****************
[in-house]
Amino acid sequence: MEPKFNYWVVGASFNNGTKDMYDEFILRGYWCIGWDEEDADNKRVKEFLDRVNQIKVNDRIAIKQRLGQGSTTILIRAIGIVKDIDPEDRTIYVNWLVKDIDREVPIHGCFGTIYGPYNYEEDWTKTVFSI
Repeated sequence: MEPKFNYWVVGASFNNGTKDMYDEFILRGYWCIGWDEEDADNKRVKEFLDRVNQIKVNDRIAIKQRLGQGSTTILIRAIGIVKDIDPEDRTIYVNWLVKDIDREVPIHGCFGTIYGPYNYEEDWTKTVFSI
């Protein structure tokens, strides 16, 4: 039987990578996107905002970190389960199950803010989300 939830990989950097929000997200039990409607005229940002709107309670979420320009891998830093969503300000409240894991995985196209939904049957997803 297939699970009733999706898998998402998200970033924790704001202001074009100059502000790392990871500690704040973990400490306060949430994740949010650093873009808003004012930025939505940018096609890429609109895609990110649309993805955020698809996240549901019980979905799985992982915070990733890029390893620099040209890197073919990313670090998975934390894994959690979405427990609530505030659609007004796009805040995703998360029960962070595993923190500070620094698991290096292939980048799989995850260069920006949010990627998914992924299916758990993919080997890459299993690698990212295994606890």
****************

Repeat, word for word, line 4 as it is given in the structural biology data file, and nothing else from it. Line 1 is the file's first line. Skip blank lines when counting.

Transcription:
């Protein structure tokens, strides 16, 4: 039987990578996107905002970190389960199950803010989300 939830990989950097929000997200039990409607005229940002709107309670979420320009891998830093969503300000409240894991995985196209939904049957997803 297939699970009733999706898998998402998200970033924790704001202001074009100059502000790392990871500690704040973990400490306060949430994740949010650093873009808003004012930025939505940018096609890429609109895609990110649309993805955020698809996240549901019980979905799985992982915070990733890029390893620099040209890197073919990313670090998975934390894994959690979405427990609530505030659609007004796009805040995703998360029960962070595993923190500070620094698991290096292939980048799989995850260069920006949010990627998914992924299916758990993919080997890459299993690698990212295994606890």